On Rubbernecking by Karalynn Moran
The car, the four of us, barreling down I-95 two days after she walked across the stage in orange Crocs—we didn’t want to leave the small college where classrooms fifty years ago were once chicken coops. We clung to the rocks that dismantled Acadia’s shores, slipped on wet, green moss and just sat there, inhaling the damp, the salt. Driving back to the campsite, Eve in the passenger seat, stripped down to a red bra and gray leggings because she’s losing at Padiddle, Clayton and I slamming our fists into the roof of the car every time we pass another with one headlight, Kelly refusing to play at the risk of baring her body. Eve damn near cried when we crossed the state border, the road signs no longer including distance measured in kilometers, but nonetheless, it still felt like we were fleeing back to Pennsylvania, the further south, the more erratic the driving.
Eve, steadily speeding, braking late when approaching the back of someone else’s car. Red taillights, lurching forward, changing of the lanes. I am pressing the imaginary pedal beneath my feet in the back seat, grabbing the door handle. The back of her car is loaded with dorm room refuse and bottles of untaxed liquor from New Hampshire, a comforter bluing out the rear window. She’s in the fast lane through Connecticut, going 70, not fast enough, people on the right flashing their lights and flying by us, swerving in front of our car to make their point known. We move over, someone honks, I throw my middle finger out the window even though I know we’re the ones creating mistakes since we left northern Maine.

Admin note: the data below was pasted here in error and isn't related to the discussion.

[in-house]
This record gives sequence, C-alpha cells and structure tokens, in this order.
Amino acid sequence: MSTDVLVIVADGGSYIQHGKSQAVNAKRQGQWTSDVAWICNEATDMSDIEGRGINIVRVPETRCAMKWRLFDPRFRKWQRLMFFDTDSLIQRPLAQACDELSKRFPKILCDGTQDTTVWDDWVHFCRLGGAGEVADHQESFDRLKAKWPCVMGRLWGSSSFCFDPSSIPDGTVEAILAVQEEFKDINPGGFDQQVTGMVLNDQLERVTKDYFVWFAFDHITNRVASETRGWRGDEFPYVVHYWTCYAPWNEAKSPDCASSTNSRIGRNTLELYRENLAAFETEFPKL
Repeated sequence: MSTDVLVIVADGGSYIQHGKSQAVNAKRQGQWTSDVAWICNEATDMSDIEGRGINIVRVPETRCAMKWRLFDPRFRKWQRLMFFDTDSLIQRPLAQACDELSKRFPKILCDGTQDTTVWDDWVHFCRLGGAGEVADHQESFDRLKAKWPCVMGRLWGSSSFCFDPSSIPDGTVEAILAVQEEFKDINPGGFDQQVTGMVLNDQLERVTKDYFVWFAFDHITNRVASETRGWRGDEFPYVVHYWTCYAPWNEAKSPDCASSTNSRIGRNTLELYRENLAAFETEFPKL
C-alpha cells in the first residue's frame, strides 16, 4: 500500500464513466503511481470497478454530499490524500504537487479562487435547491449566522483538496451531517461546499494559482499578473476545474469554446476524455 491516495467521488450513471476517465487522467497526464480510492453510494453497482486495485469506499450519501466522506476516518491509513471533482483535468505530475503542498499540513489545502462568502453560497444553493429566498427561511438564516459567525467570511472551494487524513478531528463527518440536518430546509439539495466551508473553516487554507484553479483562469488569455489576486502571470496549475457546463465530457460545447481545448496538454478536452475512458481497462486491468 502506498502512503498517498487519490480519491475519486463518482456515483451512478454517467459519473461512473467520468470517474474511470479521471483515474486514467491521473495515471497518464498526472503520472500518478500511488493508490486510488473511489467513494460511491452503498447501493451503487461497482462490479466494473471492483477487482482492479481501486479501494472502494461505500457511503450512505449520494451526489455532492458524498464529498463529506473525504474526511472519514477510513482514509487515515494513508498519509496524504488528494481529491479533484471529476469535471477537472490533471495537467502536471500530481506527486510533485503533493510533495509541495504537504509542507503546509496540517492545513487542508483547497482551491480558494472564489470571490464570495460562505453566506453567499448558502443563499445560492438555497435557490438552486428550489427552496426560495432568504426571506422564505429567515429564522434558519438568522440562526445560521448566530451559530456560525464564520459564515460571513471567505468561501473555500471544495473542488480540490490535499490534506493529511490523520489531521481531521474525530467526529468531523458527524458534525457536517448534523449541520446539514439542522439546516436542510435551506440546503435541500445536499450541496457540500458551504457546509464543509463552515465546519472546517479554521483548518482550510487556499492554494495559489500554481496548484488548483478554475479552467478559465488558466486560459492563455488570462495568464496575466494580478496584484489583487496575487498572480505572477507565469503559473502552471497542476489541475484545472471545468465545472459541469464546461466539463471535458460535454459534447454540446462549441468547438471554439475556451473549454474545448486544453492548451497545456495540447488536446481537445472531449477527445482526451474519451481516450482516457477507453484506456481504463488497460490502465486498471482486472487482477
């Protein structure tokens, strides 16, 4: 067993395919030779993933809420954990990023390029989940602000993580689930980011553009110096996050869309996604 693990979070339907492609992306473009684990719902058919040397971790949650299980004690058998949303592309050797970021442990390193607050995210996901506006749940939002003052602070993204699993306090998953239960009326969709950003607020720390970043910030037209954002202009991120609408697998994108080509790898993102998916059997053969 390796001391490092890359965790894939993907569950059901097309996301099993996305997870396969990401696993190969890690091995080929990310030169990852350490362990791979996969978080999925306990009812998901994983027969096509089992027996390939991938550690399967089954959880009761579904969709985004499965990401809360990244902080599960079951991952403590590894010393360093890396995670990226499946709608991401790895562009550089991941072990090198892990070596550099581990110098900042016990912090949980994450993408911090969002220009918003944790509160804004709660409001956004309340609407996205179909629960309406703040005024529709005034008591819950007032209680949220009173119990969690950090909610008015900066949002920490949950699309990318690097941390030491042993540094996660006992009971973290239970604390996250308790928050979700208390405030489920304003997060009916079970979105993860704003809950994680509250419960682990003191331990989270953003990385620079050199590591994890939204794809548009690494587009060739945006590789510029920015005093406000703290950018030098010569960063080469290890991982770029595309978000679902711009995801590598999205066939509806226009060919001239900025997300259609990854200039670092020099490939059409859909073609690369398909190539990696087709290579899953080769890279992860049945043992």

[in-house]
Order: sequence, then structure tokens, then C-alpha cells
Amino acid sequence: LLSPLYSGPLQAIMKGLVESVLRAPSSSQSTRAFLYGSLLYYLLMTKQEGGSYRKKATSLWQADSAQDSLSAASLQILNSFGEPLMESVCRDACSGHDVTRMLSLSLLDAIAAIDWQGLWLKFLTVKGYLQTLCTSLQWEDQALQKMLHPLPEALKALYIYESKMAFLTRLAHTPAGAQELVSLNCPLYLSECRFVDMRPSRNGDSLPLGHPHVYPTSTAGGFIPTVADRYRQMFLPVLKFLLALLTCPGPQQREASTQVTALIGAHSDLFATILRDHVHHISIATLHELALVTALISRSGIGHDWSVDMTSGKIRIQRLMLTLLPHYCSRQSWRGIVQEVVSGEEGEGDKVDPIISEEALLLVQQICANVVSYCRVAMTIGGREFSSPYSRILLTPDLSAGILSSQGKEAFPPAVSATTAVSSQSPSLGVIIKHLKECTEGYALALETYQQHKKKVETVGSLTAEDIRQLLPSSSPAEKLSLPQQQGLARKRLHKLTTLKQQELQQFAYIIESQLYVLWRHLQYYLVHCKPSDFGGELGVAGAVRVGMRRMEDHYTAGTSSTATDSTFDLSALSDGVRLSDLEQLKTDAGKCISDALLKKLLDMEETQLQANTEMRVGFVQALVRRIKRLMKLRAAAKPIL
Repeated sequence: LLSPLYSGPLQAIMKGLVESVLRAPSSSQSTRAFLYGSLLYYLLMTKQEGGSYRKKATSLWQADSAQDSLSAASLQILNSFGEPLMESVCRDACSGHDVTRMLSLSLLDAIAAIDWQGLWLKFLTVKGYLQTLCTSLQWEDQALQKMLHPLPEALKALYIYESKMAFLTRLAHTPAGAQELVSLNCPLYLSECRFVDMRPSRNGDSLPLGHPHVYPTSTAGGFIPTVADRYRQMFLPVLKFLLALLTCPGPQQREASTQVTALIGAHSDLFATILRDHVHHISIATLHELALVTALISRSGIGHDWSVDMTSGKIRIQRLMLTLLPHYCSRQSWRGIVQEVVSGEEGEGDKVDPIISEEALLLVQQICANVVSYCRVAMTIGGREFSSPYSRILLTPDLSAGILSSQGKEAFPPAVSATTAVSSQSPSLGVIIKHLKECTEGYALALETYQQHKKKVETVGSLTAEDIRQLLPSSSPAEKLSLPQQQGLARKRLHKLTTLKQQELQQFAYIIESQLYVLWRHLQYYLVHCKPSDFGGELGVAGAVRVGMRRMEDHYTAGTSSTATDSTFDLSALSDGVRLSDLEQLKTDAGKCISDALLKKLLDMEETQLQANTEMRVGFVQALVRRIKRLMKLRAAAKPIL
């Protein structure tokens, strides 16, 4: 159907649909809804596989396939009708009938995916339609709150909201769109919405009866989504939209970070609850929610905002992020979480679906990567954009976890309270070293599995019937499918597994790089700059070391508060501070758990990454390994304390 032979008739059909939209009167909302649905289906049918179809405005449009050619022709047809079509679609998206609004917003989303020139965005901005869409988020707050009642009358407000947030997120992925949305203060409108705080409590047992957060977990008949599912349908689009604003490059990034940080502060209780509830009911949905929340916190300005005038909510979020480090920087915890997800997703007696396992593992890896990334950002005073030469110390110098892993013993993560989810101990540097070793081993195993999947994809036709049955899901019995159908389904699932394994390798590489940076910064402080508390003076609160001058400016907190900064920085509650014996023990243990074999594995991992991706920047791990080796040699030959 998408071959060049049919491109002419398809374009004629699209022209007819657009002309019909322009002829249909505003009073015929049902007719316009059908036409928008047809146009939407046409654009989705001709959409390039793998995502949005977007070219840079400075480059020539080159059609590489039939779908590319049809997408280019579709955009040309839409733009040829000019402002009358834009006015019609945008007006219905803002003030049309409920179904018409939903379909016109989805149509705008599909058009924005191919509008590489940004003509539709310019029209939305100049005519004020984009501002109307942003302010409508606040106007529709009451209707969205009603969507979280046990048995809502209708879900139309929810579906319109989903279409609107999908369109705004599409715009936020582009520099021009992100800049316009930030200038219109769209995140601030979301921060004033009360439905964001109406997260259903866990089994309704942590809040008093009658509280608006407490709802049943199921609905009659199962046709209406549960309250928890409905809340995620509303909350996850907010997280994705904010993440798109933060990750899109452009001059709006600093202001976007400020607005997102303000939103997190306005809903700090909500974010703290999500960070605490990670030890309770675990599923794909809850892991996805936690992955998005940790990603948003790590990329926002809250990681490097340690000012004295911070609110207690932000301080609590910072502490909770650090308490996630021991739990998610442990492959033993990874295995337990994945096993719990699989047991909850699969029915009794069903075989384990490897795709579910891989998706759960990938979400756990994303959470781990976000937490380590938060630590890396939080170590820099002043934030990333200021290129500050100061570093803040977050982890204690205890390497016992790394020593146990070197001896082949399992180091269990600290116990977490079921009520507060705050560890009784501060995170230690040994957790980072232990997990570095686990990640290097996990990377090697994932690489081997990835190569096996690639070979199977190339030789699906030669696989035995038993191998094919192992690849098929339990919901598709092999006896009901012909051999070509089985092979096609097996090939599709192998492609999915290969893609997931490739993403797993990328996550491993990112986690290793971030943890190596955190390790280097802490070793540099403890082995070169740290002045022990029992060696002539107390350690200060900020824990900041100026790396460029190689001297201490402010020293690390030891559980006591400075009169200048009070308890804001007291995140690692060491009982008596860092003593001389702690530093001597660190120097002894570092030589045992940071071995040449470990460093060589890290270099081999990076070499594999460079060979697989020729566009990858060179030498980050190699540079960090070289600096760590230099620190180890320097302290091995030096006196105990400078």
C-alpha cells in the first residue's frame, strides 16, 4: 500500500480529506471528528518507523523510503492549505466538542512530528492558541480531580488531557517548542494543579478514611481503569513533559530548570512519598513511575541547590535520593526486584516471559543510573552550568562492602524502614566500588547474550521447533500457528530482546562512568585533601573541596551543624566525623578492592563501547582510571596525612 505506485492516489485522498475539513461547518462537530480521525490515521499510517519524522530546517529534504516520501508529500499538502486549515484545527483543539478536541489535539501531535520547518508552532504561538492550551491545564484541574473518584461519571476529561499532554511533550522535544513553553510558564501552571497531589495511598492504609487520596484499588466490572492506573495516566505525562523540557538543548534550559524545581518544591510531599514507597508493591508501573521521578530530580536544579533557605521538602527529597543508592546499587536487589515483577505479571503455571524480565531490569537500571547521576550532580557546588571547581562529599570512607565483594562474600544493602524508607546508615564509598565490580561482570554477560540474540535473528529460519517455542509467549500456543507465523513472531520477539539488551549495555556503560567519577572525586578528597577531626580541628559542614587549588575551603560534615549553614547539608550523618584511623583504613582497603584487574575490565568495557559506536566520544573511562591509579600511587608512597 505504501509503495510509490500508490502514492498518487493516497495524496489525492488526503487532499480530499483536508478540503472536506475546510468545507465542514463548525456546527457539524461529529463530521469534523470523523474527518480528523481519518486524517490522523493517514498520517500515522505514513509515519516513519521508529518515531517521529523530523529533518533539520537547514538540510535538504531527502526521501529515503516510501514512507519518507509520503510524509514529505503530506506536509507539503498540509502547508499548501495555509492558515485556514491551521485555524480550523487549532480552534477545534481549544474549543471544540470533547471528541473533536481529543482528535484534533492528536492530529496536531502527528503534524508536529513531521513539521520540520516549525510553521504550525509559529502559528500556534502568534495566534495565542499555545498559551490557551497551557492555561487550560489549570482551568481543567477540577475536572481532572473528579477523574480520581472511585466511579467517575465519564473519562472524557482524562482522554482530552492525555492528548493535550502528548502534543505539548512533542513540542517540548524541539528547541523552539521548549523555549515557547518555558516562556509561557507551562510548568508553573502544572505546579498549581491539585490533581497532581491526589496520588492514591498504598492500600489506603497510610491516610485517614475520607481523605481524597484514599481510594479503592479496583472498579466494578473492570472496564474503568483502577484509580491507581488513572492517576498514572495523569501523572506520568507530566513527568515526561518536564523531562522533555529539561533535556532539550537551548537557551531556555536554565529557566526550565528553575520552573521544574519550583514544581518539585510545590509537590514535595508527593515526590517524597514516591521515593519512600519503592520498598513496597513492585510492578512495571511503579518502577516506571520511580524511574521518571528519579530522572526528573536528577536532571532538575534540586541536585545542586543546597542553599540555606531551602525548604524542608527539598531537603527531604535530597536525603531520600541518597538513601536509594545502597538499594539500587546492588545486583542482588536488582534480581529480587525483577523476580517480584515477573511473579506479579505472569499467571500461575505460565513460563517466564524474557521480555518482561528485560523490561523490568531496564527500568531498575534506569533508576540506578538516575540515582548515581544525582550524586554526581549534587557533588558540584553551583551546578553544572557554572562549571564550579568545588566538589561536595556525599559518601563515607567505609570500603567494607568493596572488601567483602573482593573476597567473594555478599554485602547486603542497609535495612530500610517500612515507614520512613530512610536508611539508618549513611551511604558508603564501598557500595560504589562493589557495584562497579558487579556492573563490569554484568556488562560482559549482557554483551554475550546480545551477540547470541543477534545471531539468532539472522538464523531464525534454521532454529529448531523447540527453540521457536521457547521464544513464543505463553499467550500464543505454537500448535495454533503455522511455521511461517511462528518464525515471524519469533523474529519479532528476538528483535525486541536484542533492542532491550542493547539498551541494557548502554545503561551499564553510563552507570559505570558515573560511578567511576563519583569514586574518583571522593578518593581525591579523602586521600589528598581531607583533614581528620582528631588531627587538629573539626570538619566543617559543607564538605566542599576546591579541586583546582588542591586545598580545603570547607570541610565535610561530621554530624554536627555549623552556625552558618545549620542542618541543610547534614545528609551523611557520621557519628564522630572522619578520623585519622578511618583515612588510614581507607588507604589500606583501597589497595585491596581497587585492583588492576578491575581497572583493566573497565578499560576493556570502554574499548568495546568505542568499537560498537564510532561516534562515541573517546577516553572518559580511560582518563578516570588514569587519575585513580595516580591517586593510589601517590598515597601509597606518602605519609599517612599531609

We pass over the Tappan Zee Bridge. I haven’t slept. Clayton takes the wheel. Now, it really is an Oh shit! moment because he doesn’t shut up, and when he talks he has to make eye contact with you, eyes off the road, to our faces, and back. Lanes are merging. We have the right-a-way, dammit, it doesn’t matter if the other guy isn’t yielding, we’re in the right.
In the back, I tell Kelly, I hope you enjoy that Honey Bun. It’s gonna be your last meal. I eat a gas station sub, the bread soggy and tasteless.
I should know by now, to not speak of such things.
Try to focus on something else. We love each other; we ask questions.
Kelly: Smirnoff or Absolut?
Clayton: Are you afraid of death?
Me, in response, I fear that none of it matters.
Eve: If you were paralyzed enough so that you couldn’t touch your partner, would you let them seek physical intimacy elsewhere, so long as they were loyal emotionally to you?
Eve: How would you prefer to die?
Traffic is slowing, congesting like sick lungs halfway through New Jersey. Clayton’s girlfriend calls, tells us there’s a terrible accident further west on I-78, we’re an hour from the chaos, that we should try to find another way home. Eastbound and westbound closed for over four hours, fire and smoke, three people died, two burned to death in their vehicle. An hour away and traffic is already showing signs. Westbound opens up shortly after the call. We catch the tail end of the traffic snag. Under the bridge, the only other way home, Old Route 22, is at a standstill from all the diverted traffic. We creep by, and then we smell it. The air is heavy, the stench of burnt engine and car interior.